The Socialists, partly influenced by their traditional and visceral anti-clericalismon the subject of education, aligned themselves with the Communists against the MRP. This was a dangerous development, especially when they were still trying to establish their independence from the Communists. As a result the referendum to be held on 5 May 1946 took on a far greater significance than the issue at stake, and its unexpected outcome strongly influenced the subsequent elections planned for 2 June. The country, and the Communists themselves, began to see this plebiscite as a vote of confidence in the French Communist Party.
The spring of 1946 saw an upsurge of activity on the right. As early as 4 February, General Billotte approached Duff Cooper, hoping that His Majesty’s Government would back a ‘new political movement, a kind of centre party mainly with a view to fighting socialism’. Billotte’s use of the phrase ‘centre party’ rather strained the usual understanding of the term.
Representatives of new right-wing parties also hurried round to the American Embassy. ‘I have the honour to report,’ wrote Caffery, with a hint of acerbic relish, ‘that the Embassy has been approached by various groups, all, according to the promoters involved, enamoured with the United States. However, in each case it has developed during the course of the conversation that what they specifically had in mind was a subvention in one shape or another from the State Department.’
In electoral terms, the new right-wing parties amounted to very little. The largest was the Parti Républicain de la Liberté, an ‘anti-Communist vehicle’ to bring together elements from the pre-war right and supporters of Marshal Pétain. It had a following in Paris, but was very weak outside the city.
At this time when, in Caffery’s words, the situation was becoming ‘favourable to chaos and to men on horseback’, royalist hopes swelled. The Comte de Paris believed that he could unify the nation. Posters appeared on the walls in Paris: ‘Le Roi… Pourquoi pas?’ – a curiously diffident message in an age of political passion.
Colonel Passy was strongly against the idea of Americans or British helping right-wing groups. At a dinner with Brigadier Daly, he rightly identified the Socialist Party as the best political force to resist the Communists. But on other matters he was less prescient. The chief danger to France at the time consisted of right-wing coup attempts, which, however amateur and unlikely to succeed, risked playing straight into the hands of the Communists.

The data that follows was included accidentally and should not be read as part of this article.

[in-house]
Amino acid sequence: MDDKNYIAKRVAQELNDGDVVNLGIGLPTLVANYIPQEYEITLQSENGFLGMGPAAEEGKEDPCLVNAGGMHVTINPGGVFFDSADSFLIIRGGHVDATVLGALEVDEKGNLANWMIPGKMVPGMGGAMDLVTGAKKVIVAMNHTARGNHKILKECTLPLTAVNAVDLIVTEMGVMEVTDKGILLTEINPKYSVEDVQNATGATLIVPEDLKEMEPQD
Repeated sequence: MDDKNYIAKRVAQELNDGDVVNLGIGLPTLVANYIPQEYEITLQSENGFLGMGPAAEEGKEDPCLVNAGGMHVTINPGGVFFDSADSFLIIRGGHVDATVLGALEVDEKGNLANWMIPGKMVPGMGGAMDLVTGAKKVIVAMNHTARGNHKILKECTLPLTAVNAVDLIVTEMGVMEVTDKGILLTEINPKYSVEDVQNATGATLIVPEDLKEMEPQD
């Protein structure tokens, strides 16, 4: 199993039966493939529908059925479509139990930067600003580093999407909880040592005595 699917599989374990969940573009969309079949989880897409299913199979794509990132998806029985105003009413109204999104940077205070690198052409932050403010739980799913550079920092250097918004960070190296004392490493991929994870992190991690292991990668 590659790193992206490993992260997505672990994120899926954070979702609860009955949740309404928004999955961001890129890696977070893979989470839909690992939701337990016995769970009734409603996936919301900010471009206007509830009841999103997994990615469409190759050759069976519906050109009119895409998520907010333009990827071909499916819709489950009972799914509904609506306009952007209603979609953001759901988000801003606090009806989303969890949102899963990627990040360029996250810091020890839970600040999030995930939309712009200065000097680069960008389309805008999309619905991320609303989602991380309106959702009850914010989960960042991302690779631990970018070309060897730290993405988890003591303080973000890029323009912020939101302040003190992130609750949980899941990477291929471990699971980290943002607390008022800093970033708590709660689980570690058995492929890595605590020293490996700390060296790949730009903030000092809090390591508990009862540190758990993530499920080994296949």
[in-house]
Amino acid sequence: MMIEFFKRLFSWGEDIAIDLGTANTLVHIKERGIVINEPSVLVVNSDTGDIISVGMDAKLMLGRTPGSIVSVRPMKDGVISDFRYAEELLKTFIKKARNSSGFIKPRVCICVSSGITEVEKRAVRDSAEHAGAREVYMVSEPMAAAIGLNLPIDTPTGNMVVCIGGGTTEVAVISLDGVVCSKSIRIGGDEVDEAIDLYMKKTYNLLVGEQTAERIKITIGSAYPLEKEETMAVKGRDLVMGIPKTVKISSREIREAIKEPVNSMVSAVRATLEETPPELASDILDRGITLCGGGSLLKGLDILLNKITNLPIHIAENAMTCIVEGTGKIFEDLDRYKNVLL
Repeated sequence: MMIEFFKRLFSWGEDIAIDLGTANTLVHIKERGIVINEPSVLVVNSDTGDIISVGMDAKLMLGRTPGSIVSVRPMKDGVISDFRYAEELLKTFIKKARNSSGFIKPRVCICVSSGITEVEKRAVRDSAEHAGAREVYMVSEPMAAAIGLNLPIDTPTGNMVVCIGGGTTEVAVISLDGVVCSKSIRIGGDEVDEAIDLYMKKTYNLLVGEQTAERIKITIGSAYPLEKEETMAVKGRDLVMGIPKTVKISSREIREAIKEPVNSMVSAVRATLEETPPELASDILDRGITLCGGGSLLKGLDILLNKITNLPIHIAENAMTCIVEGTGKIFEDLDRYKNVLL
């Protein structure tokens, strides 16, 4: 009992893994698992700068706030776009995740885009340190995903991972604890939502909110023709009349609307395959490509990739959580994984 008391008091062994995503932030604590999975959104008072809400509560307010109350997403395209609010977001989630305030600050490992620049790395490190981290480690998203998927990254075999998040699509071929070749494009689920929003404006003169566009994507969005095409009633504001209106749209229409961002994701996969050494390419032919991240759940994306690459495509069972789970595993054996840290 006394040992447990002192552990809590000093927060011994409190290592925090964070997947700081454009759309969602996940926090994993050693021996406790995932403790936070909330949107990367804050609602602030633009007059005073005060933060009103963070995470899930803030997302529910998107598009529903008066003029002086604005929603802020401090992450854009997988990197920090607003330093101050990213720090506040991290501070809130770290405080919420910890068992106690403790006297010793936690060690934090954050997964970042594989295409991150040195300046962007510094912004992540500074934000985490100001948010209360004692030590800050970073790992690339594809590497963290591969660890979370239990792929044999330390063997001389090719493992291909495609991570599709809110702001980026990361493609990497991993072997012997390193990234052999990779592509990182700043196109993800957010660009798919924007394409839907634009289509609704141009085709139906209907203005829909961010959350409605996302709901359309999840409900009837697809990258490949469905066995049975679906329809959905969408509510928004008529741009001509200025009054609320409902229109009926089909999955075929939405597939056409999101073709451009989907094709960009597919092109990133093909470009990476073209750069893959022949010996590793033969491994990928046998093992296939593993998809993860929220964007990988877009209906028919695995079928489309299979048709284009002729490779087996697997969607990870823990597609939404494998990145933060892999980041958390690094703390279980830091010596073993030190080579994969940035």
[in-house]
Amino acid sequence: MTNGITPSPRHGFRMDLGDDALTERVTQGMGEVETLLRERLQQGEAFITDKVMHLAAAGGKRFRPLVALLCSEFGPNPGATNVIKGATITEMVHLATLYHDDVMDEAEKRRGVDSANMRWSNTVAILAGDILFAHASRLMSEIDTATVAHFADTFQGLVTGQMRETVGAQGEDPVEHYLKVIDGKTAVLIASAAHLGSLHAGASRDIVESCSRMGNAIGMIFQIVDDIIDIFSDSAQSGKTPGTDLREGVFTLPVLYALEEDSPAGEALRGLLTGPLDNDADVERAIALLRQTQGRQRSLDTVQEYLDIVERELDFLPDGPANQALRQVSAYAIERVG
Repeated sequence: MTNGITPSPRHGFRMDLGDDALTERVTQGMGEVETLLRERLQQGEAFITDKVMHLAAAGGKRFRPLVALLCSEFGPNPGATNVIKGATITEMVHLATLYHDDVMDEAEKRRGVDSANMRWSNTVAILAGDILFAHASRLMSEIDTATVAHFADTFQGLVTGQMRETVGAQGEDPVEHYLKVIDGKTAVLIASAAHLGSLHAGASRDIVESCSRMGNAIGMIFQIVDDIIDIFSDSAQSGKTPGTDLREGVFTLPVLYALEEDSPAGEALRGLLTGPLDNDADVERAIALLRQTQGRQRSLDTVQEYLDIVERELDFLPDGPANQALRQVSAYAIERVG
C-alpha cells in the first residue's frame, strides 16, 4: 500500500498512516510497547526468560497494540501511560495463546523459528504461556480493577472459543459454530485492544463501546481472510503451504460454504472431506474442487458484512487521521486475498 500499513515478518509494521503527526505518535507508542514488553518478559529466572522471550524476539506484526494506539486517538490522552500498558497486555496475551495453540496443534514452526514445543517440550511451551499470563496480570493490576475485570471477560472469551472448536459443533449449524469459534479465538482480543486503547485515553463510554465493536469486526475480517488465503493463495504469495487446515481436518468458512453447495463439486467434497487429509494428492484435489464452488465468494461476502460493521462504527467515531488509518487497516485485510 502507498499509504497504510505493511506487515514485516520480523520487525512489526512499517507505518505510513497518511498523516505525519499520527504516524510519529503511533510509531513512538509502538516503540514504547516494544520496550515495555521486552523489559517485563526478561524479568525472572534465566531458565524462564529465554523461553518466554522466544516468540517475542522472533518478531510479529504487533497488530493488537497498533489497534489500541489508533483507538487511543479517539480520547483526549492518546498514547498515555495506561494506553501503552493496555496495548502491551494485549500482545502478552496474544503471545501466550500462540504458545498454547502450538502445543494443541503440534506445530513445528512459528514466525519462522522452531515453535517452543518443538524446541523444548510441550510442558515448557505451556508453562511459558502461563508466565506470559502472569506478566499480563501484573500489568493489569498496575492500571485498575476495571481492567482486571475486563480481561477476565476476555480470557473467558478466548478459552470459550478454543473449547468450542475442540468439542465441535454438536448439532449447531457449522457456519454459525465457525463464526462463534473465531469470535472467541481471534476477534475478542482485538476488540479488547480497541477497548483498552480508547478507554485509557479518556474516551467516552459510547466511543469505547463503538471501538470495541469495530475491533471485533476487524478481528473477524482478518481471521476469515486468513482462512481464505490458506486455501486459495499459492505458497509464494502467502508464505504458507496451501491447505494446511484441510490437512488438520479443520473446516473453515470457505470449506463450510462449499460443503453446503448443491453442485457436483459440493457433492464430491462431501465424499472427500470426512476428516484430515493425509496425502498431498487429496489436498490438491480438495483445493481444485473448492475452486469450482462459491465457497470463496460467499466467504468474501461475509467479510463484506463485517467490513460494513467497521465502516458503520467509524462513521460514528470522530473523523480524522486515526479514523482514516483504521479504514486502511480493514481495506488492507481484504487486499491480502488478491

The main danger of trivial events getting out of hand stemmed from the fact that in France everyone in military and official circles seemed to be spy-obsessed. It was a legacy of the Occupation and the Resistance. ‘C’est la clandestinité qui mène l’affaire,’ a French intelligence chief acknowledged to a British colleague.
But the real problems being faced by British intelligence were in London. In 1944 Kim Philby, who later turned out to be one of the Soviet Union’s star spies, had been put in charge of the new anti-Soviet department in SIS. When Muggeridge sent back to London a report, passed to him by a ‘Colonel A’ (presumably Colonel Arnault) on the extent of Communist infiltration in the French government, an instruction came back from Philby to disregard any material from this clearly unreliable source. Philby then sent Muggeridge a questionnaire on the measures being taken by the French against Soviet infiltration. Ironically Passy’s organization, then under attack as an anti-Communist stronghold, thought it wiser not to cooperate. Even so, Passy considered most of the questions ridiculously simple – some of the answers, he said, could be found in the telephone directory. He and Soustelle suspected a British double-bluff.
Philby came to Paris at least twice. He came first in the winter of 1944–5 to visit Muggeridge, and stayed with him at the Avenue de Marigny. He paid another visit in May 1946. ‘Philby, the Communist specialist of MI6, came to see me,’ recorded Duff Cooper. ‘He hadn’t much to say that I didn’t know already.’ Yet Philby muddied the waters once more. Marie-Madeleine Fourcade, who had revived part of her ‘Ark’ intelligence network from the Resistance for use against the Communists, had kept in touch with John Bruce-Lockhart, the SIS representative in Paris. She had shown him transcripts of the most recent French Communist Party politburo meetings, and explained that she needed a substantial sum of money each month if this source was to continue. The SIS representative was convinced that the transcripts were genuine, and the senior director in London, Kenneth Cohen, who had supervised Marie-Madeleine’s operations in the war, also believed in them. But the final decision lay with the head of the section dealing with International Communism – Kim Philby. He declared that the transcripts were forgeries, mainly on the grounds of what he claimed was unconvincing Marxist-Leninist phraseology. Since he was the expert, SIS chiefs in London were not prepared to override his opinion. Fortunately, Marie-Madeleine had concealed her source well and Philby was never in a position to betray it.*
The Americans fared little better in the spring of 1946. The flood of rumours made it impossible to identify real threats. A report even circulated that the Russians were ready to invade France by parachute: D-Day would take place on 26 March. At the same moment, General Revers warned the British military attaché that ‘the Communists would create incidents on the Spanish frontier’ to force a war with Franco and get the Russians to intervene. Revers, a fanatical anti-Communist, may also have been the source of a later rumour about international brigades training near the Pyrenees to fight in the Greek civil war. In fact, the danger in the area came from the opposite direction: extreme right-wing elements within the French army had been hoping to get the Spanish army to strike across the border at Communist maquis groups.